Where did I call you an idiot? You took issue with my response to rarson, who fits my profile as someone who continuously ignores or is unable to understand some very simple concepts backed by mounds of evidence and historical data.

    Then he has the gall to question my ability to understand certain concepts? Of course I have trouble understanding opinions founded on stupidity. Unless you have the same problems, why would you take offense?
    Reply
  • CeriseCogburn - Thursday, November 29, 2012 - link

    Here, I'll call him an idiot and a liar.
    He's an idiot and a liar.
    He's been one forever.
    It will never change.
    As least David's butt is smakc full of his lipstick, and poor Goliath is rich as can be and the one still standing and alive.
    I guess Galidou sucked too hard now David (amd) is almost dead.
    Poor Galidou, supporting the underdog under it's jockstrap just hasn't worked out at all.
    I have a feeling David's paramour might be a bit "upset" again, and again, and again, and again, and again.
    Did the idiot get anything correct ?
    Were his correction to his incorrect comments that he corrected not needed anyway since even after the corrections he issued to himself he was still wrong?
    I'll answer that.
    YES.
    Reply
  • Galidou - Monday, September 17, 2012 - link

    http://www.techpowerup.com/reviews/NVIDIA/GeForce_...

    20% more performance than last gen for the same price one year and a half later isn't a big deal either. Sure you win on thermal and consumption constraints.

    You don't even know me personally and still you have to insult my intelligence, that's what fanboys do... and that's far worse than lacking of judgement in my opinion.

    I admit that AT LAUNCH the 7970 was worse than the gtx 280 compared to last gen parts but you have to consider what's coming out too. And we all know they have this kind of information, and estimation of the performance of the part for the price.

    So right, they should of priced 7970 400$ but that would of made another war with Nvidia(which already sued AMD for price fixing between them) so this price might just reflect the return to normal for both companies. No more 4870 BIG DEAL, back to normal, not because AMD want to price it BADLY because they have been sued to do so....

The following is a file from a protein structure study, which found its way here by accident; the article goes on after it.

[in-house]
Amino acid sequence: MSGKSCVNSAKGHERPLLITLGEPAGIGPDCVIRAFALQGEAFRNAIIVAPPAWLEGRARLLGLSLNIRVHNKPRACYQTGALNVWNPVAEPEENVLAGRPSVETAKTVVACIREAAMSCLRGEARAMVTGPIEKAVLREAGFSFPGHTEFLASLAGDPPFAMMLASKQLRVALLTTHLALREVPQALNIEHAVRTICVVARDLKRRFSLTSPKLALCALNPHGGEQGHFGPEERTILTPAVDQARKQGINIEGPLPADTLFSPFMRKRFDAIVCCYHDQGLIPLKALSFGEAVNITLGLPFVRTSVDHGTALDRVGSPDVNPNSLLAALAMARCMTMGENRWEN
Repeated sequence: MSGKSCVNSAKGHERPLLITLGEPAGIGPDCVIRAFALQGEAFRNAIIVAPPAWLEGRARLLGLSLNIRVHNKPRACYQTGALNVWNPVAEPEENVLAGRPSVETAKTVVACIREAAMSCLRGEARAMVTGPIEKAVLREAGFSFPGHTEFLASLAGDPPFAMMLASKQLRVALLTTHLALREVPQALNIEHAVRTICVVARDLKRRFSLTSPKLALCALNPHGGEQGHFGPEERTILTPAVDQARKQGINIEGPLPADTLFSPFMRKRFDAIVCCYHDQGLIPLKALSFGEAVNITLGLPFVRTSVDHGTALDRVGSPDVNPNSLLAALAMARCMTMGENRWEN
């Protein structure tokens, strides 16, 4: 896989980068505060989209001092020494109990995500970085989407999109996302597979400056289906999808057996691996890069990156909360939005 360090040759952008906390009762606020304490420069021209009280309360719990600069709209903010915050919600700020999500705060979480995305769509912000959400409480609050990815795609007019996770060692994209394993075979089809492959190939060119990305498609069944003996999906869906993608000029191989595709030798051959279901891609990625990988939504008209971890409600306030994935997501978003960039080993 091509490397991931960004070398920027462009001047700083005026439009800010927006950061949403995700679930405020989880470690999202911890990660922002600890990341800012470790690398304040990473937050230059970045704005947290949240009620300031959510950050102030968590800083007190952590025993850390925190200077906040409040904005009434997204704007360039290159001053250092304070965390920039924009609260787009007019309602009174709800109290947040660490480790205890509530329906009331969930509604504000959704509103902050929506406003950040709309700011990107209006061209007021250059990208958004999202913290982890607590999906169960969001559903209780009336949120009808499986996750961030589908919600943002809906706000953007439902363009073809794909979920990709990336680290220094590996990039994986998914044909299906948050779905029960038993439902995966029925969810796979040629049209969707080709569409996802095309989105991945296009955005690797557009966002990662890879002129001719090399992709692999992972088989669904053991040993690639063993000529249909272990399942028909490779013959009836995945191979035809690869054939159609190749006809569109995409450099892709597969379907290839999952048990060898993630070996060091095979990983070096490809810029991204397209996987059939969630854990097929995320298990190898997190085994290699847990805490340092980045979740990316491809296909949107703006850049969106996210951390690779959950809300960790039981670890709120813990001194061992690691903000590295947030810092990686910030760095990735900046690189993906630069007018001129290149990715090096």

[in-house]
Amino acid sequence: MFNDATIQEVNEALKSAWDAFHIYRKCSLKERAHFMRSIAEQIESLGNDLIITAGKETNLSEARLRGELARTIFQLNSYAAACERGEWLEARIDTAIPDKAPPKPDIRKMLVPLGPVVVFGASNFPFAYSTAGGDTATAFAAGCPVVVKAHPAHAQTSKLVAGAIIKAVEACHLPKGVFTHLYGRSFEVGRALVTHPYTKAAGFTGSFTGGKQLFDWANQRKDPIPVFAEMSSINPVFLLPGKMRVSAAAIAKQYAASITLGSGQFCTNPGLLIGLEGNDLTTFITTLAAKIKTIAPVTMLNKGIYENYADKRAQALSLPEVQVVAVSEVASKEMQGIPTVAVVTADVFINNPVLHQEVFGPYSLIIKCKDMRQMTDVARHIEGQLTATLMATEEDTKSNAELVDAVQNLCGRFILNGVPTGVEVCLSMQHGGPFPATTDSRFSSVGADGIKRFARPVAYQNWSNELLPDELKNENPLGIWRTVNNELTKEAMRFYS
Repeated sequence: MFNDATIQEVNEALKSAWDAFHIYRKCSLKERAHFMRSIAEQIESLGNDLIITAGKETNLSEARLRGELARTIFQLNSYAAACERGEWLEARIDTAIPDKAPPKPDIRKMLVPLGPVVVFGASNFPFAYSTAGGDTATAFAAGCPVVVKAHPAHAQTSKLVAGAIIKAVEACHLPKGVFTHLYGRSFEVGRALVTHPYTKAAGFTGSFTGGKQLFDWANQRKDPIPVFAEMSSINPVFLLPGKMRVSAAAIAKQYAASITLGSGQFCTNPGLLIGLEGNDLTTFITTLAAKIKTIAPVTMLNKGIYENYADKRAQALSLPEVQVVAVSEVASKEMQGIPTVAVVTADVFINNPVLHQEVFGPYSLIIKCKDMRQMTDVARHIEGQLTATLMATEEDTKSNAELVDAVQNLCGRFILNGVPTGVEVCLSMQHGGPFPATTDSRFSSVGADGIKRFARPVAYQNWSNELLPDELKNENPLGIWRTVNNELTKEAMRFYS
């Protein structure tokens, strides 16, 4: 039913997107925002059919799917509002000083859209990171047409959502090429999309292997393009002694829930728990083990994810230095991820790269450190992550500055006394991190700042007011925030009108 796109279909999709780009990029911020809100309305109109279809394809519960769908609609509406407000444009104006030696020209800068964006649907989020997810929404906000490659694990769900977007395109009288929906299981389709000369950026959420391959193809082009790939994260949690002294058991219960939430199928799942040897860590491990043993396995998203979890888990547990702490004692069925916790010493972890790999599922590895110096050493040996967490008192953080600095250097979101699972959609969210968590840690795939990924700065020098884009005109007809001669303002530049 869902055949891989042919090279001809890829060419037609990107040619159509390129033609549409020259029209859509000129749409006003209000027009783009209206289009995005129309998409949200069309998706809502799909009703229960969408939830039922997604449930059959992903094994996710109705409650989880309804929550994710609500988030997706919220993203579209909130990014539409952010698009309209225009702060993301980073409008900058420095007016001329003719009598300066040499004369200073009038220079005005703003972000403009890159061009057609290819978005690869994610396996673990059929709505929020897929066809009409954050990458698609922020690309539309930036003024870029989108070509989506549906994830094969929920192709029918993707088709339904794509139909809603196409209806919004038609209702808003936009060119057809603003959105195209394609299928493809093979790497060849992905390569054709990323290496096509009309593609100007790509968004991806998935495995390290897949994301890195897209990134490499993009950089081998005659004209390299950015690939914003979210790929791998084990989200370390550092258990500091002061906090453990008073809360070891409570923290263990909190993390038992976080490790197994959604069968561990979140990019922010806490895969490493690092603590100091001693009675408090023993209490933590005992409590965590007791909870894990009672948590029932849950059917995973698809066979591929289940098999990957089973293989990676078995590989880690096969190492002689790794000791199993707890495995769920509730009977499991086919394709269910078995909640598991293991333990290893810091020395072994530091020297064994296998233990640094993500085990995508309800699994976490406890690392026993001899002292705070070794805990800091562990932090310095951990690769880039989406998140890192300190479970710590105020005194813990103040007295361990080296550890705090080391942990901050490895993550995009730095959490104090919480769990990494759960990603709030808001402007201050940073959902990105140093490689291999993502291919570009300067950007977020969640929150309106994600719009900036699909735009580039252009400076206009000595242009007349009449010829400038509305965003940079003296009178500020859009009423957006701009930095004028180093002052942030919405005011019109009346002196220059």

Reply
  • Galidou - Monday, September 17, 2012 - link

    You get the first shot on new technology, you price it higher, you lower the price when the new stuff comes out. Same laws for both companies. 4870 was an unknown mistake, the chip wasn't out and the preliminary tests showed it performing way less than when it launched.

    It was a precipitated launch. Prices had been fixed WAY before the final product. With drivers enhancements and such the 4870 performed WAY above what AMD was hoping for, it was a surprise to them. They couldn't play too much with the price because it was already out in the medias for a while. Shit happens, they have been sued for being lucky with their final products for price fixin and next gen cards AHD to go up in prices breaking the amazing deal they sold for.
    Reply
  • chizow - Tuesday, September 18, 2012 - link

    "I admit that AT LAUNCH the 7970 was worse than the gtx 280 compared to last gen parts but you have to consider what's coming out too."

    Finally, now was that so hard?
    Reply
  • Galidou - Monday, September 17, 2012 - link

    Worst increase in performance, not, gtx 680 is 20-25% average faster than gtx 580. Biggest increase in price, sure but do you know anything about price fixing between AMD and Nvidia, yep, the prices are fixed by both companies.

    Even if they were sued just before the days of radeon 4870 and gtx 280(thus explaining in part why the price of the 4870 wasn't adjusted to Nvidia because they were forbid to and were being checked) they continue to do that.
    Reply
  • Galidou - Monday, September 17, 2012 - link

    While speaking about all that, pricing of the 4870 and 7970 do you really know everything around that, because it seems not when you are arguing, you just seem to put everything on the shoulder of a company not knowing any of the background.